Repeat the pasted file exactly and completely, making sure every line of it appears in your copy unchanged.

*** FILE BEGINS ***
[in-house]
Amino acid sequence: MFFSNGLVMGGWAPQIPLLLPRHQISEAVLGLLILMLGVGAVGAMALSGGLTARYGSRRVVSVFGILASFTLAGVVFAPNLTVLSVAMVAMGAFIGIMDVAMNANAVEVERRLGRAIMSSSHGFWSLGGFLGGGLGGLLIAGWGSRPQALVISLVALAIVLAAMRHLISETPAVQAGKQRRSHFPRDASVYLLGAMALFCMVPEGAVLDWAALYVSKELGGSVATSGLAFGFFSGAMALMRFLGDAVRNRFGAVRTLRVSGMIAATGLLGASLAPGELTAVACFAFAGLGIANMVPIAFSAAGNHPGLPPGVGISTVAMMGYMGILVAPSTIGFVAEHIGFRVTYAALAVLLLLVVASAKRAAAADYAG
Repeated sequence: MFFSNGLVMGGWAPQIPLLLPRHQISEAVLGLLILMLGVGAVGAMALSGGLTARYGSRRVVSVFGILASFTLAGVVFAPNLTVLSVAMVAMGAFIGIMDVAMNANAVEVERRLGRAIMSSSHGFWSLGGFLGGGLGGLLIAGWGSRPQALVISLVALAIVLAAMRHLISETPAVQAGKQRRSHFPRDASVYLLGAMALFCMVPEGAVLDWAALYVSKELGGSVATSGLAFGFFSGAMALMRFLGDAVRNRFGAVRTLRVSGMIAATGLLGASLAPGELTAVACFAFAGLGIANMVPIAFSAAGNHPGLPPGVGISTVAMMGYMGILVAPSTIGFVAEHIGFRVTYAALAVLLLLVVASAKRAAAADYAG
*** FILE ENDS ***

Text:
[in-house]
Amino acid sequence: MFFSNGLVMGGWAPQIPLLLPRHQISEAVLGLLILMLGVGAVGAMALSGGLTARYGSRRVVSVFGILASFTLAGVVFAPNLTVLSVAMVAMGAFIGIMDVAMNANAVEVERRLGRAIMSSSHGFWSLGGFLGGGLGGLLIAGWGSRPQALVISLVALAIVLAAMRHLISETPAVQAGKQRRSHFPRDASVYLLGAMALFCMVPEGAVLDWAALYVSKELGGSVATSGLAFGFFSGAMALMRFLGDAVRNRFGAVRTLRVSGMIAATGLLGASLAPGELTAVACFAFAGLGIANMVPIAFSAAGNHPGLPPGVGISTVAMMGYMGILVAPSTIGFVAEHIGFRVTYAALAVLLLLVVASAKRAAAADYAG
Repeated sequence: MFFSNGLVMGGWAPQIPLLLPRHQISEAVLGLLILMLGVGAVGAMALSGGLTARYGSRRVVSVFGILASFTLAGVVFAPNLTVLSVAMVAMGAFIGIMDVAMNANAVEVERRLGRAIMSSSHGFWSLGGFLGGGLGGLLIAGWGSRPQALVISLVALAIVLAAMRHLISETPAVQAGKQRRSHFPRDASVYLLGAMALFCMVPEGAVLDWAALYVSKELGGSVATSGLAFGFFSGAMALMRFLGDAVRNRFGAVRTLRVSGMIAATGLLGASLAPGELTAVACFAFAGLGIANMVPIAFSAAGNHPGLPPGVGISTVAMMGYMGILVAPSTIGFVAEHIGFRVTYAALAVLLLLVVASAKRAAAADYAG